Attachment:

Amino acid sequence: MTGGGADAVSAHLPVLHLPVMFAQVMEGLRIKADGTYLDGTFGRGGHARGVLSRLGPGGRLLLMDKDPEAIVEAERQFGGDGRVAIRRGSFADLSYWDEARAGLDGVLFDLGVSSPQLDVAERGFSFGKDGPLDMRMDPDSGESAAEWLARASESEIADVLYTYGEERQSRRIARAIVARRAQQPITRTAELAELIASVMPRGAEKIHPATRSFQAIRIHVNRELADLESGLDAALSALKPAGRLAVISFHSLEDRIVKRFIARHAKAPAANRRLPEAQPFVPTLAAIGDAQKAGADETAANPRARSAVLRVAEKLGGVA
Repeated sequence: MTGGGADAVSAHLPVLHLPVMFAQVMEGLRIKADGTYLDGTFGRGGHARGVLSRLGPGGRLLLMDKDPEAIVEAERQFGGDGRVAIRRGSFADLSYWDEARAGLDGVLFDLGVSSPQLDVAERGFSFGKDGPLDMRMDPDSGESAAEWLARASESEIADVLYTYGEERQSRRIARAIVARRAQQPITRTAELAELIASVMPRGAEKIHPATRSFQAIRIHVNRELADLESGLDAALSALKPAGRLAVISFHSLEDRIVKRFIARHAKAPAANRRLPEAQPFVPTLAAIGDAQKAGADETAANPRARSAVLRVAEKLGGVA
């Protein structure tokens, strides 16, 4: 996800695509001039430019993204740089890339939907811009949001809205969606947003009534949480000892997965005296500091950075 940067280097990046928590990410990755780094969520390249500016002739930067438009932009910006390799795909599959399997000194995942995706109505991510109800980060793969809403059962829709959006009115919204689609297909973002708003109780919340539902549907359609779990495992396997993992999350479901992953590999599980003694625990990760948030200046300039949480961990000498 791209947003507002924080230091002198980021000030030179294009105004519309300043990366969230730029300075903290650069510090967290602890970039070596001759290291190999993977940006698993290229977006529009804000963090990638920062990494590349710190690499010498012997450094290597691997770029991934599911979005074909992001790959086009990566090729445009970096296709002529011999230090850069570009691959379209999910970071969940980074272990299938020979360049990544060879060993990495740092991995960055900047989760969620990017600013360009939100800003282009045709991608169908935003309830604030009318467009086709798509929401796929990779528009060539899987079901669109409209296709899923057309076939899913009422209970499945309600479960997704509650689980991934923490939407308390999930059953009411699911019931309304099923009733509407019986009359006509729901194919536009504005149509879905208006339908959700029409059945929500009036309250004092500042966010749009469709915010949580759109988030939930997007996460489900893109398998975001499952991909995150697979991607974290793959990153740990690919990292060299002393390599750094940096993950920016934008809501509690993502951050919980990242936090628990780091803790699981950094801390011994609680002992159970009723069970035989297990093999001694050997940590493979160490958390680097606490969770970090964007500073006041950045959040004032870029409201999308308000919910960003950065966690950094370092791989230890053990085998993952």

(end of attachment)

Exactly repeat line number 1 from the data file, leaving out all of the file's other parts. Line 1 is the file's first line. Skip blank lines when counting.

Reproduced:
Amino acid sequence: MTGGGADAVSAHLPVLHLPVMFAQVMEGLRIKADGTYLDGTFGRGGHARGVLSRLGPGGRLLLMDKDPEAIVEAERQFGGDGRVAIRRGSFADLSYWDEARAGLDGVLFDLGVSSPQLDVAERGFSFGKDGPLDMRMDPDSGESAAEWLARASESEIADVLYTYGEERQSRRIARAIVARRAQQPITRTAELAELIASVMPRGAEKIHPATRSFQAIRIHVNRELADLESGLDAALSALKPAGRLAVISFHSLEDRIVKRFIARHAKAPAANRRLPEAQPFVPTLAAIGDAQKAGADETAANPRARSAVLRVAEKLGGVA